NSA Domestic Surveillance Tests Constitution
Interview with Chrisopher Pyle, former intelligence officer and professor constitutional law, conducted by Scott Harris
Press reports that the National Security Agency has secretly collected call records of tens of millions of phone company customers since Sept. 11 added to the controversy over President Bush's December admission that he ordered warrantless surveillance of U.S. citizen's international phone and e-mail communication. USA Today reported that despite the government's failure to obtain a court order AT&T, Verizon and Bell South handed over the phone records of their customers, while Quest refused. The White House maintains their monitoring program is aimed at preventing terrorism and is legal.
This new controversy could interfere with the White House plan to install Gen. Michael Hayden as the new CIA director after the abrupt resignation of Porter Goss. Hayden, who served as the director of the NSA from 1999 to 2005, is now under scrutiny for his role in initiating these covert data collection programs.
In a related development, ABC News reported that the FBI acknowledged that it was seeking journalists' phone records as part of an investigation into government leaks to news organizations on secret U.S. prisons and warrantless wiretapping. Between The Lines' Scott Harris spoke with Christopher Pyle, a former intelligence officer who worked with congressional committees to reveal Pentagon spying on civilian politics during the Nixon era. Pyle, who now teaches constitutional law at Mount Holyoke College in Massachusetts, examines the legality of the NSA surveillance programs and the threat President Bush's actions pose to American democracy.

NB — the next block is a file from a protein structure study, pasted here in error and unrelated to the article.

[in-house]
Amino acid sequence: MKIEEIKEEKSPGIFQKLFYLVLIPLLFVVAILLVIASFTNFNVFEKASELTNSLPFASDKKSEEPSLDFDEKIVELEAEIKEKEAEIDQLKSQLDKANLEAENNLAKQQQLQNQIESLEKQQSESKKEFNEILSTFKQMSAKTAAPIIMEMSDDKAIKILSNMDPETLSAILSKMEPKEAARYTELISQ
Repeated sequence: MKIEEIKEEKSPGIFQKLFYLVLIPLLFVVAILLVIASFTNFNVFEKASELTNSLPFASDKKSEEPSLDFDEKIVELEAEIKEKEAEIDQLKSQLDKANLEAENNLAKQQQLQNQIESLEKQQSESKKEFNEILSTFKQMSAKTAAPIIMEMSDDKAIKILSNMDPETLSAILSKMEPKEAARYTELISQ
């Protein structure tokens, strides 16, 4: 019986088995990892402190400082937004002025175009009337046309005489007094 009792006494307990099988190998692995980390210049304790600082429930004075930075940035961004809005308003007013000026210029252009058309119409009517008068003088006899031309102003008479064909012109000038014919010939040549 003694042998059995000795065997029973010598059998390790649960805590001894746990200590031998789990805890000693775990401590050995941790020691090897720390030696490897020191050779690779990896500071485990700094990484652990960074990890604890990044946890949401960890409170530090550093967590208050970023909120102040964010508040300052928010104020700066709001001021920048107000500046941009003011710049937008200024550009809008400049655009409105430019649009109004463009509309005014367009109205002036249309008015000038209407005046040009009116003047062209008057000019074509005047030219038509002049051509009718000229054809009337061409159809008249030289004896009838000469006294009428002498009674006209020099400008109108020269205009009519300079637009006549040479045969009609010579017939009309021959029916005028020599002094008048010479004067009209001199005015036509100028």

Christopher Pyle is a former intelligence officer who worked with Congress to establish the 1978 Foreign Intelligence Surveillance Act.
* "Secret Gov't Source Tells ABC News: "Get New Cellphones," by Frank James, The Chicago Tribune, May 15, 2006
* "FBI Acknowledges: Journalists' Phone Records Are Fair Game," by Brian Ross and Richard Esposito, ABC News, May 15, 2006
* "FBI Said to Seek Phone Records of News Reporters," by John Nichols, The Nation, May 16, 2006
* "FBI Says It Tracks Government Worker Calls,"The Associated Press, May 15, 2006
* American Civil Liberties Union at www.aclu.org
* Electronic Privacy Information Center www.epic.org
* Electronic Frontier Foundation www.eff.org
* Center for Constitutional Rights www.ccr-ny.org
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